Smoking may increase the risk of multiple sclerosis in people who have other risk factors for the neurological disorder, researchers said on Wednesday.
The findings suggest that smokers who have high levels of a protein that protects against the Epstein-Barr virus, a common herpes virus, were twice as likely as nonsmokers to get multiple sclerosis (MS), the researchers wrote in the online edition of the journal Neurology.
Previous studies have suggested that smoking and the virus-fighting protein were independent risk factors and this research looked at how they may be associated with each other, Claire Simon of Harvard University said in a telephone interview.(Read entire article)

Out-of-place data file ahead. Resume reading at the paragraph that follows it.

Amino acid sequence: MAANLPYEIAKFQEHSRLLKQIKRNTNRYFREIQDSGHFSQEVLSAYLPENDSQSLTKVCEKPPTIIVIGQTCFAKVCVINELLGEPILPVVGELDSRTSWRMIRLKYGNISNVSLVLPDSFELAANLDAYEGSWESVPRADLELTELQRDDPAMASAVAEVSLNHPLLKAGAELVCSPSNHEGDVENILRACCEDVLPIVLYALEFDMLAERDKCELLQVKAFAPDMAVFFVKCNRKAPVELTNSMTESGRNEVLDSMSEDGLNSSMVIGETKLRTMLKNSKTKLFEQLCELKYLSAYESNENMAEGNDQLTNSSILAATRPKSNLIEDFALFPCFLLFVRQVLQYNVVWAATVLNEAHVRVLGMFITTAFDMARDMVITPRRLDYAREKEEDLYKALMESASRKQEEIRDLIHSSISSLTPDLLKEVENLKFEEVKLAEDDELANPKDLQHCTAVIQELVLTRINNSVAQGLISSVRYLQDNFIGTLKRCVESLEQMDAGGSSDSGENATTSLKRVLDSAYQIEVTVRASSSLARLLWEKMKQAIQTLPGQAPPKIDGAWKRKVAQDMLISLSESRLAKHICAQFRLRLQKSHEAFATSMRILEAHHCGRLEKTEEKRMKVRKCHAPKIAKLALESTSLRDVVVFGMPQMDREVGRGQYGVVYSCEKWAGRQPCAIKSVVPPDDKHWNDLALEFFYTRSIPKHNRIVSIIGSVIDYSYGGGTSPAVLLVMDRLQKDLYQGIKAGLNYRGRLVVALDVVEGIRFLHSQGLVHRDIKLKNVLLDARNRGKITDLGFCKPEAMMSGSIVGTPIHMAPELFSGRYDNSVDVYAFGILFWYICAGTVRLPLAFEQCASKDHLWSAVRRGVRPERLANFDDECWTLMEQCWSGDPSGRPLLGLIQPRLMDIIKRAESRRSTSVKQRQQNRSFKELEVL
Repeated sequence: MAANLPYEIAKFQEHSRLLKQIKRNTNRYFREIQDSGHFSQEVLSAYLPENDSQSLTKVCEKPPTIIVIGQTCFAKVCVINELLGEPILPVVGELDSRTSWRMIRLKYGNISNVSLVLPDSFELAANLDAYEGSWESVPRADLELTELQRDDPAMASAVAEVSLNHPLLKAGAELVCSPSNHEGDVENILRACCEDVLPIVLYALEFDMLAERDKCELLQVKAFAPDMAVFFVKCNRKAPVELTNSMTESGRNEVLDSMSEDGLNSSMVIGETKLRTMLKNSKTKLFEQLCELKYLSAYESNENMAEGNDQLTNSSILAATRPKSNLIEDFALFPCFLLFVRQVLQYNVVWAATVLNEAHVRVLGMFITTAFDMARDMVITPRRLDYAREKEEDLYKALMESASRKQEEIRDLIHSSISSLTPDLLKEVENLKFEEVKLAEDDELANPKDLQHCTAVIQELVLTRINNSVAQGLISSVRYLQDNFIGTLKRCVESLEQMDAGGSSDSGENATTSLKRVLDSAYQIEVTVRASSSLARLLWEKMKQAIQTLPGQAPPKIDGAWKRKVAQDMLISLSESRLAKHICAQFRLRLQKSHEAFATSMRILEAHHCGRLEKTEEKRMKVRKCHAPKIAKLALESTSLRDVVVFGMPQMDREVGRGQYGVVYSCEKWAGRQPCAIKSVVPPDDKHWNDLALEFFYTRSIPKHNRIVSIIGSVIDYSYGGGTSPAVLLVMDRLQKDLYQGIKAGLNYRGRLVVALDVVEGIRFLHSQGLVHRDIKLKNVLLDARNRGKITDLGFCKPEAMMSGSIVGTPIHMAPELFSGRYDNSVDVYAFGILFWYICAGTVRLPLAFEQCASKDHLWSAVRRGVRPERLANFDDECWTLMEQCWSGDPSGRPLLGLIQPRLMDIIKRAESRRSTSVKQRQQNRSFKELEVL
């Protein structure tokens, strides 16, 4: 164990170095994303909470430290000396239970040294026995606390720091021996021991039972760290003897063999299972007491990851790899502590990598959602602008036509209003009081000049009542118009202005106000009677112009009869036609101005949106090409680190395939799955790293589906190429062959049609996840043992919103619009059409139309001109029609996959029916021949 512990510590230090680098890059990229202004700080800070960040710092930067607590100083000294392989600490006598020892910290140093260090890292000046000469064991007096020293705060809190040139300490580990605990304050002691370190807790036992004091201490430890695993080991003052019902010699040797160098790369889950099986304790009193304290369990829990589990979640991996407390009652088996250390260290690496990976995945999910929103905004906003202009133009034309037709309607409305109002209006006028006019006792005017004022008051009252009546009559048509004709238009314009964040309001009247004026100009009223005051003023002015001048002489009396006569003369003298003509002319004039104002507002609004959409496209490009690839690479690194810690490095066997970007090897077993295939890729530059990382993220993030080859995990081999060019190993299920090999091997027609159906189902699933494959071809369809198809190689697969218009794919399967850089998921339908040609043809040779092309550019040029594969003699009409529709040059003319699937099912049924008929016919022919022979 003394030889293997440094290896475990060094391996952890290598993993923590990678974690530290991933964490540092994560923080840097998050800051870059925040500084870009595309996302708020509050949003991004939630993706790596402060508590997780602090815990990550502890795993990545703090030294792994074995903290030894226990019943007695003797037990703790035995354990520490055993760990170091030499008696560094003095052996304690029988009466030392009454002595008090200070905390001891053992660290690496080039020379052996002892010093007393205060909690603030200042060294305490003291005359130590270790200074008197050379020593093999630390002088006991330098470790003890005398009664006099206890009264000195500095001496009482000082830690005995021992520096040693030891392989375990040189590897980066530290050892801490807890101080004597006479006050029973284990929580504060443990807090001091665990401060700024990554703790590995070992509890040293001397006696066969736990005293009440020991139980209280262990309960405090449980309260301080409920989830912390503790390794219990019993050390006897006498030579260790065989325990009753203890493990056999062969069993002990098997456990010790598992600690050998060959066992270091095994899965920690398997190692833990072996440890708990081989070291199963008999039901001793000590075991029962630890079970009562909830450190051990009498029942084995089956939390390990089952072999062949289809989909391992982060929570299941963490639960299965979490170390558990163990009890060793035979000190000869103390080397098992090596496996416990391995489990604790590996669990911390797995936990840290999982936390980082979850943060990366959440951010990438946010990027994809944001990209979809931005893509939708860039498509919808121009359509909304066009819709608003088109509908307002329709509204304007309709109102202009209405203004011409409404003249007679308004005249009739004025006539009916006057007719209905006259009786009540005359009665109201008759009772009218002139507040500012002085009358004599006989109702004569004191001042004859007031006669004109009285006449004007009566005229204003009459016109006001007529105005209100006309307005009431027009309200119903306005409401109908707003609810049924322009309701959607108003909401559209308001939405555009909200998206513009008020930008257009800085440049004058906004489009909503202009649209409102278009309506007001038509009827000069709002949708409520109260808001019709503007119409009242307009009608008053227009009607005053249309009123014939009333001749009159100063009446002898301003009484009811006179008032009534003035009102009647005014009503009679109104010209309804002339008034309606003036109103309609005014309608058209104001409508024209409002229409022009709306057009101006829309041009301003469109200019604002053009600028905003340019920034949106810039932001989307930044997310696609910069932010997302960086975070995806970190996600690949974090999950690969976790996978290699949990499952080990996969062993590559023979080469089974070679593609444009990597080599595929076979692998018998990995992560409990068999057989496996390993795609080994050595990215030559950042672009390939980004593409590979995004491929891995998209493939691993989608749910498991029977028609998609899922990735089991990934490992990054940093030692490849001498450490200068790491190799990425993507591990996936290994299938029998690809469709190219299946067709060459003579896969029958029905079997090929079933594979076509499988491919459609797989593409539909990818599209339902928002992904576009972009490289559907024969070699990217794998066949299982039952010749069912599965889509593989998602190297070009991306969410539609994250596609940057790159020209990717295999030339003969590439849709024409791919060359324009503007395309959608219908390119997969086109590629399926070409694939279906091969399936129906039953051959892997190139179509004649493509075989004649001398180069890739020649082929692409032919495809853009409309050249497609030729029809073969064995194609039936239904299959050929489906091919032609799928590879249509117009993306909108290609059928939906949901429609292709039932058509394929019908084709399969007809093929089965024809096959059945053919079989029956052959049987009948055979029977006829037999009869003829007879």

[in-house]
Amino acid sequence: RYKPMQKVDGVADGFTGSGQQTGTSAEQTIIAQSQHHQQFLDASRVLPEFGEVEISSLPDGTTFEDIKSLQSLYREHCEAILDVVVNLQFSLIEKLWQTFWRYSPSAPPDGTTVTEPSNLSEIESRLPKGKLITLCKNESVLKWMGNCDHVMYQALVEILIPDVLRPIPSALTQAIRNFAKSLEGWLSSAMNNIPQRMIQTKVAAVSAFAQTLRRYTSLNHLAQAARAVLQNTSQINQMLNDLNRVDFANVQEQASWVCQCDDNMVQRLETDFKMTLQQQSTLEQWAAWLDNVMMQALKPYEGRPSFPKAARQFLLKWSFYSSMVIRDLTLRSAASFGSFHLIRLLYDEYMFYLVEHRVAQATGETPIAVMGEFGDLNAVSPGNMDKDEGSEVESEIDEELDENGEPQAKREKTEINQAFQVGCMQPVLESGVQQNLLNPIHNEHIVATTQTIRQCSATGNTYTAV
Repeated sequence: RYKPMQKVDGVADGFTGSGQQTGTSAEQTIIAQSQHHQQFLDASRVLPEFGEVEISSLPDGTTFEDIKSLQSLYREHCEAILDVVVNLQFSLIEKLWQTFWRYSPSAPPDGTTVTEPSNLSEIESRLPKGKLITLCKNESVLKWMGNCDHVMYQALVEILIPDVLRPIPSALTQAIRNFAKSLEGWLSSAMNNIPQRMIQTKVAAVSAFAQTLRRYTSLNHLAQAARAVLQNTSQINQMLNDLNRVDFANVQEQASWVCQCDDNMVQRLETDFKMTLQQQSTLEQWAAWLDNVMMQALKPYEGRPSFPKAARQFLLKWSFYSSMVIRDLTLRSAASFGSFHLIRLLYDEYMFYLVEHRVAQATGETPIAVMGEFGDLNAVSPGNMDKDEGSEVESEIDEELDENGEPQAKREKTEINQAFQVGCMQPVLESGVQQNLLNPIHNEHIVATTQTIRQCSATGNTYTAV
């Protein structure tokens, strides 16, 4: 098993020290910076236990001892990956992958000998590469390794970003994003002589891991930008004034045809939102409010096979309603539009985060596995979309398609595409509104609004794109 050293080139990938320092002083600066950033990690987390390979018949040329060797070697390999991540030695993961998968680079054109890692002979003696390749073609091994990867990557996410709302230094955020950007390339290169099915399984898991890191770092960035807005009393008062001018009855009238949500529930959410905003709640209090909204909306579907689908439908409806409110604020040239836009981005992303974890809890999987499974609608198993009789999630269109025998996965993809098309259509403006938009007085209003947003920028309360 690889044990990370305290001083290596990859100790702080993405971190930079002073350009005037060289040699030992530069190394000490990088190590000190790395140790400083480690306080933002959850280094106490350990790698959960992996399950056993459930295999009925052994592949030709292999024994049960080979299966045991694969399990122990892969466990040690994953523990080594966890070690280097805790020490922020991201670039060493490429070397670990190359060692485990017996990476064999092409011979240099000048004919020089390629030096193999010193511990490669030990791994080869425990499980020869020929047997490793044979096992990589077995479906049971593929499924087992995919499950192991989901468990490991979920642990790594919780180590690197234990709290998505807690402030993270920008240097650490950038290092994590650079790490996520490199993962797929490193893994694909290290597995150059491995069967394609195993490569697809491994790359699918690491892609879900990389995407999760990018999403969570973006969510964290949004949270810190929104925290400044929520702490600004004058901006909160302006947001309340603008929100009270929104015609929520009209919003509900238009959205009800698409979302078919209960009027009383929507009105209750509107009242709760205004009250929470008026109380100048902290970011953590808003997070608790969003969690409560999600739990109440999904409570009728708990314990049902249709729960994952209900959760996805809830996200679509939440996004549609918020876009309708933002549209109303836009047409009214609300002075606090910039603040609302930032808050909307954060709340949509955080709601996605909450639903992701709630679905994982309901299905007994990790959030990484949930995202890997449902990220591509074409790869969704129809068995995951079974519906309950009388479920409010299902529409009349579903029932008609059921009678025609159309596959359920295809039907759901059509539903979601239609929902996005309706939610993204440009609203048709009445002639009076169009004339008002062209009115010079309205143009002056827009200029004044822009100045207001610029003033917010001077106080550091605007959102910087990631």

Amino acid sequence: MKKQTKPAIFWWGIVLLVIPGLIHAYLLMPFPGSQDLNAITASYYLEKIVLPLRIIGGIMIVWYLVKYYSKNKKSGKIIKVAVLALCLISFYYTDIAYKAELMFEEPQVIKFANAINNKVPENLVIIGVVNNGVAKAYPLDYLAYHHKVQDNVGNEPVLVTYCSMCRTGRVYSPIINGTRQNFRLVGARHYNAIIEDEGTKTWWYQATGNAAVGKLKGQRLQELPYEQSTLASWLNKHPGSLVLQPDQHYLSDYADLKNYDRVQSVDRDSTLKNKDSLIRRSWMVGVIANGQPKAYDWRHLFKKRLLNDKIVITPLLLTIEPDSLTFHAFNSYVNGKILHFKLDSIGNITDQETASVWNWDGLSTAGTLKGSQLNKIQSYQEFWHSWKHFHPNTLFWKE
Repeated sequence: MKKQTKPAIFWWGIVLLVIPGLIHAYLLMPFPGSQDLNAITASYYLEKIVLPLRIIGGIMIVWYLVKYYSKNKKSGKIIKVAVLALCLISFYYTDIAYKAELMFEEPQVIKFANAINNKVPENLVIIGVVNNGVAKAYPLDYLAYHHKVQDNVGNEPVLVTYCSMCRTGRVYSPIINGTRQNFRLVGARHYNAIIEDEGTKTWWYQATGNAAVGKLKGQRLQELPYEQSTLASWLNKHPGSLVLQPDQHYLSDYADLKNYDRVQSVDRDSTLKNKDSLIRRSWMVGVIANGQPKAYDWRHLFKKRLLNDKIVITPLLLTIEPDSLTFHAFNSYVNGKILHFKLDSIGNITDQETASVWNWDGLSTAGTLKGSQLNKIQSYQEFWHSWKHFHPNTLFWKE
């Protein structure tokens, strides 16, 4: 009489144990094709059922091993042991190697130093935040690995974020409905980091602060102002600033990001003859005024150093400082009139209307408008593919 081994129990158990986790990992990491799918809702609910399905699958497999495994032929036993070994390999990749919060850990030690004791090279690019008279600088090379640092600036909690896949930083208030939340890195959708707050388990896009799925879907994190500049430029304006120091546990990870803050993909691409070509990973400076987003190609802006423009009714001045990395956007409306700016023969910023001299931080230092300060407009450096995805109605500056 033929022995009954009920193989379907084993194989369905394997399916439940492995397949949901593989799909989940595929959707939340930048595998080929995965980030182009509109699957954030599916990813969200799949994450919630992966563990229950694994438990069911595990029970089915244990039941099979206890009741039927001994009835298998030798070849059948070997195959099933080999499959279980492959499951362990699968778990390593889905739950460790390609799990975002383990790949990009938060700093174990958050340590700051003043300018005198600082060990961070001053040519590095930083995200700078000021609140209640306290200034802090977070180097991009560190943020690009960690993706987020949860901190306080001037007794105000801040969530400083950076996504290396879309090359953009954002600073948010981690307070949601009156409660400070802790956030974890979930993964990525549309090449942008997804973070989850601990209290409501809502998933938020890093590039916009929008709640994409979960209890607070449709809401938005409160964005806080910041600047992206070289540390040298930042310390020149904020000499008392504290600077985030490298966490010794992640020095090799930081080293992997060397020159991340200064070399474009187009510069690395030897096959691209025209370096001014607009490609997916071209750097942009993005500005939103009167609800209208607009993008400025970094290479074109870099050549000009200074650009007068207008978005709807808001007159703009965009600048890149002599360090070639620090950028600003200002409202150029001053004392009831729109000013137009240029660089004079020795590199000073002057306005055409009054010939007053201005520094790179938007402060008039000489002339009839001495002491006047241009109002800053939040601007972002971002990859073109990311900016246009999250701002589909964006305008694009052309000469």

Smoking may increase the risk of multiple sclerosis
(MS) in people who also have specific established risk factors for MS, a new
study has shown.
The research is published in the April 7, 2010, online issue of Neurology, the medical journal of the American Academy of Neurology.
It involved 442 people with MS and 865 people without the disease from three studies: the Nurses' Health Study I/Nurses' Health Study II, the Tasmanian MS Study and the Swedish MS Study.(Read entire article)